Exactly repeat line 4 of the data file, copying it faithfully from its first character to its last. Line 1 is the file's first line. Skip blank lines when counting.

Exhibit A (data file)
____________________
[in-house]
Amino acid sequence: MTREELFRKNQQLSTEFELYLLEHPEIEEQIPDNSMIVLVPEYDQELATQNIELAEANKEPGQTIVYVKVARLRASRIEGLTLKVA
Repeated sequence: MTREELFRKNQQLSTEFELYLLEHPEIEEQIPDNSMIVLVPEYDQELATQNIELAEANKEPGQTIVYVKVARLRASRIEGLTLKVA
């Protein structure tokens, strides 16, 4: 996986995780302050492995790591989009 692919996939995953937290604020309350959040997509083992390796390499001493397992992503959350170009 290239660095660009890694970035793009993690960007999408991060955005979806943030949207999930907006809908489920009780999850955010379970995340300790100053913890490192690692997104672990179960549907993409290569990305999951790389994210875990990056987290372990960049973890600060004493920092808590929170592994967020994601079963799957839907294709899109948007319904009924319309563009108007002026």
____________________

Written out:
């Protein structure tokens, strides 16, 4: 996986995780302050492995790591989009 692919996939995953937290604020309350959040997509083992390796390499001493397992992503959350170009 290239660095660009890694970035793009993690960007999408991060955005979806943030949207999930907006809908489920009780999850955010379970995340300790100053913890490192690692997104672990179960549907993409290569990305999951790389994210875990990056987290372990960049973890600060004493920092808590929170592994967020994601079963799957839907294709899109948007319904009924319309563009108007002026």